Nele Philippens

Imaging and manipulation of the immunological synapse
Started on October, 2020

email Nele Philippens

Recently, immunotherapy has become a very promising approach to treat diseases like cancer. One such therapy exploits antigen presenting cells (APCs) to stimulate tumor specific T-cell responses. However, routine application of this strategy is hampered because the generation of these cells is costly and time demanding. For this reason, artificial antigen presenting cells (aAPCs) were developed as an off the shelf product. These structures mimic the function of the natural APCs but are more readily available. In collaboration with the Figdor group from the RadboudUMC (Nijmegen, NL) we are currently studying a new type of filamentous shaped aAPC, based on polyisocyanopeptides (PICs). These long (100-500 nm) helical shaped polymers have shown to be very potent activators of immune cells when decorated with T-cell stimulating antibodies. Compared to “standard” bead like aAPCs, the PICs induce more and better T-cell activation. Unfortunately, it is not known why these polymers induce such a potent response. During the natural interaction of APCs with T-cells, rearrangements of receptor microclusters have been demonstrated to play a crucial role to initiate downstream signalling. In this project, we will use PIC-based aAPCs to study receptor movements in 3-D and on live cells, using single molecule based super-resolution fluorescence microscopy. We expect this will unveil why PICs are such potent activators of T-cells and if the triggered receptor microclusters follow the classical rearrangements. The main goal of this project is to study how filamentous or “standard” bead like aAPCs effect receptor clustering on T-cells, ultimately leading to manipulation of the immunoresponse.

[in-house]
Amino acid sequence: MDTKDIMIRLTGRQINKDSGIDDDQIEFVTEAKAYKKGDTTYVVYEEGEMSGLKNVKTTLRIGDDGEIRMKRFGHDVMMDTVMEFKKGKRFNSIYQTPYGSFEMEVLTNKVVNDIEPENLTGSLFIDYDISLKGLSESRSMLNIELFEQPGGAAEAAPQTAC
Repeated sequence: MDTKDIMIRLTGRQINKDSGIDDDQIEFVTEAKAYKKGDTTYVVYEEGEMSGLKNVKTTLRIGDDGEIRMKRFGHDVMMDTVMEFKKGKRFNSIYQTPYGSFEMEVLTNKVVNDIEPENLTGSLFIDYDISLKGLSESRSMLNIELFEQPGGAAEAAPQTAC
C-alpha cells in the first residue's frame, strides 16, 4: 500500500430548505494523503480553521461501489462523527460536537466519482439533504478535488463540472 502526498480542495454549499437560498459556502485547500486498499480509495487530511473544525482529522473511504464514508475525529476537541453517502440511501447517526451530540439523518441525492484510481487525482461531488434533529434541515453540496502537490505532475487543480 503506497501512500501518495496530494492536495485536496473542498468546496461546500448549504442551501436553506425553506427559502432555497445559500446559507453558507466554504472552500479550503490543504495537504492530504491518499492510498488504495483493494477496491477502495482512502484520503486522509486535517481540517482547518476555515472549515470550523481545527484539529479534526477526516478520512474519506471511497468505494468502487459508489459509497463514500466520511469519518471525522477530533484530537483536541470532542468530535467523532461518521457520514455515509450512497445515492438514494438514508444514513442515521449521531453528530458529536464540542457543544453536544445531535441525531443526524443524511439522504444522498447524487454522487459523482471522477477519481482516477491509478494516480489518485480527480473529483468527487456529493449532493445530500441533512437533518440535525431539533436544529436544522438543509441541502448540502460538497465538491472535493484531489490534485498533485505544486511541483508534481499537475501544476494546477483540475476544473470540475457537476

To visualize the receptor movement on the T-cell membrane, the T-cell receptor and costimulatory receptors can be labelled with fluorescent fusion proteins. In addition  the PIC and bound antibodies can be labelled as well, to establish a full picture of polymer and receptor movements on the nanometre scale. The process will be imaged by state of the art super resolution fluorescent imaging techniques. In short this project will contain cloning techniques, bioconjugation of novel materials and imaging of biophysical processes.